Today I am proposing a recipe extract from an ebook that I have just purchased: KIBŌ (Brimming with Hope. The Author is Elizabeth Andoh, a renowned Japanese food writer (also the author of Kansha a book about Japanese Vegan and Vegetarian cuisine!)
The book is being sold online for under $US4, and a portion of the proceeds will be donated to Japan's recovery efforts. If you like to have a look inside the book, and for more sample recipes, please click here, where you will also find the links to purchase the book. You can also find the info on Amazon by clicking here.
Pine Nut Tōfu Sauce (Matsu no Mi Shira Aé) adapted from page 87:
KIBŌ (Brimming with Hope): Recipes & Stories from Japan’s Tohoku
by Elizabeth Andoh (10 Speed, 2012).
|Recipe Elizabeth Andoh, photographer Aya Brackett, stylist Karen Shinto|
Reprinted with permission from Kibo ("Brimming with Hope"): Recipes and Stories from Japan's Tohoku by Elizabeth Andoh, copyright (c) 2012. Published by Ten Speed Press, a division of Random House, Inc.
This nutty tōfu sauce comes to the Tohoku table in two ways: either mixed with fruit or tossed with greens. If you choose the fruit version, try fresh apples and dried apricots, cranberries, or blueberries, diced. The classic version, stuffed into a whole scooped out persimmon, is shown on page 71 of KIBŌ (photo on page 70), If you prefer, toss slightly bitter greens in the tōfu sauce; briefly blanched and coarsely chopped spinach or kale are good choices.
Recipe makes about 1 cup sauce, enough to make 6 to 8 small servings when mixed with fruit or blanched greens.
4 ounces (about 1/4 to 1/3 large block) tōfu, drained of packaging liquid
1/4 to 1/3 cup pine nuts (matsu no mi), un-toasted
Pinch of salt
Drop of mirin (syrupy rice wine)
Bring plain water to a vigorous boil, add the tōfu and cook it for 1 minute (begin counting from the time the water returns to a boil). With a slotted spoon, remove the tōfu, draining it well as you set it aside to toast and crush the pine nuts.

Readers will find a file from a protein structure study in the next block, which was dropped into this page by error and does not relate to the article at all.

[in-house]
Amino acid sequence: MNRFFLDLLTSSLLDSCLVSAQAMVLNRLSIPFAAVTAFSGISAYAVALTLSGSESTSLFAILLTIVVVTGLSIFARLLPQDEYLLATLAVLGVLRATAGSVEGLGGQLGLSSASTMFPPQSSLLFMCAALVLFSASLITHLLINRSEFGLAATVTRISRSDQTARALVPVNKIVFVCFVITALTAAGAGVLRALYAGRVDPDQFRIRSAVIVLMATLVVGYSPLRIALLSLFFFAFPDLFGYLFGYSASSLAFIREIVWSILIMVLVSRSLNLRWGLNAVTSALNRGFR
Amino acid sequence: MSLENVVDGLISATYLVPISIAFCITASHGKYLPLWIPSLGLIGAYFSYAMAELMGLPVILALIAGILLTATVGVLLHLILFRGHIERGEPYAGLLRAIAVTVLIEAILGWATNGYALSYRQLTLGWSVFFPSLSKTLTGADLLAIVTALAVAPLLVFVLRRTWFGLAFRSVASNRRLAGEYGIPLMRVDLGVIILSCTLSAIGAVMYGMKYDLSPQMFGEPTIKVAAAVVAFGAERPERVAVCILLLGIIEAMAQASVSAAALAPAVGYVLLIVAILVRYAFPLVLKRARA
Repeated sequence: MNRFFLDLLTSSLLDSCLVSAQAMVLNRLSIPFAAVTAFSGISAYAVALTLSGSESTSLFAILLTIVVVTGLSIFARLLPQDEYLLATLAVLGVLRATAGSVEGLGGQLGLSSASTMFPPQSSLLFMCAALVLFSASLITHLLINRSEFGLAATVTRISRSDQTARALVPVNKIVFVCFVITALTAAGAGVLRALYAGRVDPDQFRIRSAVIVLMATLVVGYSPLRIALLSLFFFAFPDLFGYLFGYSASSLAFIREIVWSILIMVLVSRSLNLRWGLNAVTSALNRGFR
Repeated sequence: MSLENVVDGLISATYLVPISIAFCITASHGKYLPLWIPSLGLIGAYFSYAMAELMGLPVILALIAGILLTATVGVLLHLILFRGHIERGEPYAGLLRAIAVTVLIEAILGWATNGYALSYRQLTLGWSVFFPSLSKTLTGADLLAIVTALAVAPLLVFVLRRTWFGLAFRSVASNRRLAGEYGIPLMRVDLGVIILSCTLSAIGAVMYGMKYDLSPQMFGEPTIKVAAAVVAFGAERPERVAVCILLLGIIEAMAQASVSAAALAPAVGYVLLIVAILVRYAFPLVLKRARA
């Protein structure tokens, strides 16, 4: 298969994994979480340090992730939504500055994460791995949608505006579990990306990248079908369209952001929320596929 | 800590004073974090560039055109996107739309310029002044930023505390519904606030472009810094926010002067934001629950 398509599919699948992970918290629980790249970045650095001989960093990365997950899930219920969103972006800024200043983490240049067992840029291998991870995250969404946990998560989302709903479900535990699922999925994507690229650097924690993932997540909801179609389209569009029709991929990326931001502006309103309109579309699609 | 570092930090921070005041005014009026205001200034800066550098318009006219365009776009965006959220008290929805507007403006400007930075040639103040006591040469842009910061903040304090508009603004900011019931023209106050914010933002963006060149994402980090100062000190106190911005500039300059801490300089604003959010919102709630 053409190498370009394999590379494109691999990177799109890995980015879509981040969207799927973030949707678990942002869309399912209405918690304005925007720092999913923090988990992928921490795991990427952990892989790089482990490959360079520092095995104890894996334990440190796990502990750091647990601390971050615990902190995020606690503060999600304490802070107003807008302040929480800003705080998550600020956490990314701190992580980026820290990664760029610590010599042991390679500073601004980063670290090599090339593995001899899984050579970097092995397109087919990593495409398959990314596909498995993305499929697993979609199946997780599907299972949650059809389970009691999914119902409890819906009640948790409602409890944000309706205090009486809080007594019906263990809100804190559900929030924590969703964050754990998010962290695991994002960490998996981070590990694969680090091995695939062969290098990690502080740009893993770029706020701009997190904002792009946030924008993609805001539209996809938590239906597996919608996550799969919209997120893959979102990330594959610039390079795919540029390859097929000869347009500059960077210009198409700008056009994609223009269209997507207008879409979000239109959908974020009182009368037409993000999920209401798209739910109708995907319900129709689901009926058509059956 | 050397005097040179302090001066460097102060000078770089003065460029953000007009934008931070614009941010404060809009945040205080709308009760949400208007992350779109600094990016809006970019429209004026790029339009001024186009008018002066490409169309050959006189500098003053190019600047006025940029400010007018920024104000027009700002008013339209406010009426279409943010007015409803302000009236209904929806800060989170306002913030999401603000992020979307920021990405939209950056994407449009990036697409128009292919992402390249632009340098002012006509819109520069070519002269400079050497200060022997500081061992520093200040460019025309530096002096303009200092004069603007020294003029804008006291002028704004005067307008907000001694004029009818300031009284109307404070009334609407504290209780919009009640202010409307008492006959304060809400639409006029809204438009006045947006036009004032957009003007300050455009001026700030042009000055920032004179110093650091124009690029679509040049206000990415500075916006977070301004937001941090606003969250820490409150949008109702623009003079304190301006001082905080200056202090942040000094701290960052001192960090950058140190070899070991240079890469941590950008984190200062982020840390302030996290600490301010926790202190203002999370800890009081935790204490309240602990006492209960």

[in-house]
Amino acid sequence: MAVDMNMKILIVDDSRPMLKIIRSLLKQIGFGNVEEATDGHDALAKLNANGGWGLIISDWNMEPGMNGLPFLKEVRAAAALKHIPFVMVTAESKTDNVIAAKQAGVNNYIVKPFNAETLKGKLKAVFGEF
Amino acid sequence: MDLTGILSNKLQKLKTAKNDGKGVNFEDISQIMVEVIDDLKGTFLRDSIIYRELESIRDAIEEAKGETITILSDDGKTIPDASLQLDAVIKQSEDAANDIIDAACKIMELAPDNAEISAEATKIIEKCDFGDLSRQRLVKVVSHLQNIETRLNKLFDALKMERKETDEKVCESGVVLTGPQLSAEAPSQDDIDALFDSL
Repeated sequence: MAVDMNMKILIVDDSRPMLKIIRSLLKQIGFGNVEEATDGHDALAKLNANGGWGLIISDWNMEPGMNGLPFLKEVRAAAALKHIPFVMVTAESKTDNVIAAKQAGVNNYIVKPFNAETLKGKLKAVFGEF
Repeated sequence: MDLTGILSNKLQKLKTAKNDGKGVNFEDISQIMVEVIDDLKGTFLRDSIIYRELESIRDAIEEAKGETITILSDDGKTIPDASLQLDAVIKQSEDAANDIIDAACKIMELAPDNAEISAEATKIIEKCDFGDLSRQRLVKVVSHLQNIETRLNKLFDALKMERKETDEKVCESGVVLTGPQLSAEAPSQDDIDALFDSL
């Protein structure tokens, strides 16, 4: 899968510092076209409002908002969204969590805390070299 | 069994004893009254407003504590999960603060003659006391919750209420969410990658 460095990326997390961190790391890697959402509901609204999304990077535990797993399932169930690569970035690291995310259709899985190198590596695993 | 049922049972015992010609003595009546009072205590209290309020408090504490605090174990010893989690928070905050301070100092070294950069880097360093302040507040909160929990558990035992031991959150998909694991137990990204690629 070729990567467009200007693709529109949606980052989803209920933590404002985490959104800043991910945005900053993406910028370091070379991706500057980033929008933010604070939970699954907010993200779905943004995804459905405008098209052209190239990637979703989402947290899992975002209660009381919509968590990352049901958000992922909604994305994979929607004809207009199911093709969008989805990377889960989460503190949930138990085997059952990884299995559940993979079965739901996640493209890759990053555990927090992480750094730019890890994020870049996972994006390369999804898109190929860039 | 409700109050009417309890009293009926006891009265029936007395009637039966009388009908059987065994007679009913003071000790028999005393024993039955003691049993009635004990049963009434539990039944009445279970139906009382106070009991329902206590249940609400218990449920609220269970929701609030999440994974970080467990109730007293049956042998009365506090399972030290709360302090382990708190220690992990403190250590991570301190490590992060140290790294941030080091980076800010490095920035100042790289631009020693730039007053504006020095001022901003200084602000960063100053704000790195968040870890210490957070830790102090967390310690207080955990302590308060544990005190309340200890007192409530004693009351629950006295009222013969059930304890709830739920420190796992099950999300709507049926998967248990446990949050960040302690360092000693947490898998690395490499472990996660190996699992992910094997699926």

In a heavy skillet set over medium heat, dry roast the pine nuts, stirring them with a spatula or gently swirling the skillet to keep the nuts in motion. When aromatic and very lightly colored, about 2 minutes, remove the skillet from the stove. The nuts will continue to roast with retained heat so judge color on the light side. While still warm, transfer the nuts to a suribachi (grooved mortar) to crush them the old-fashioned way, or to the bowl of a mini-sized food processor the modern way.
If you are using a suribachi grind the nuts until completely crushed and slightly oily BEFORE adding the drained tōfu you set aside earlier. Continue to grind until the mixture is smooth and thick. Sprinkle with the salt and grind further. Finally, drizzle in a few drops of mirin. When ready to use, toss in your fruit or greens and mix. Serve family-style from the suribachi bowl, or divvy up into individual portions, mounded in small bowls or cups.
If you are using a mini food processor, pulse-process the nuts until crushed and slightly oily. Scrape down the sides BEFORE adding the drained tōfu you set aside earlier. Continue to pulse-process until the mixture is smooth and thick. Sprinkle with the salt, drizzle in a few drops of mirin and pulse to blend.
Scrape out the sauce and use immediately, or store in a covered glass jar in the refrigerator for up to 2 days.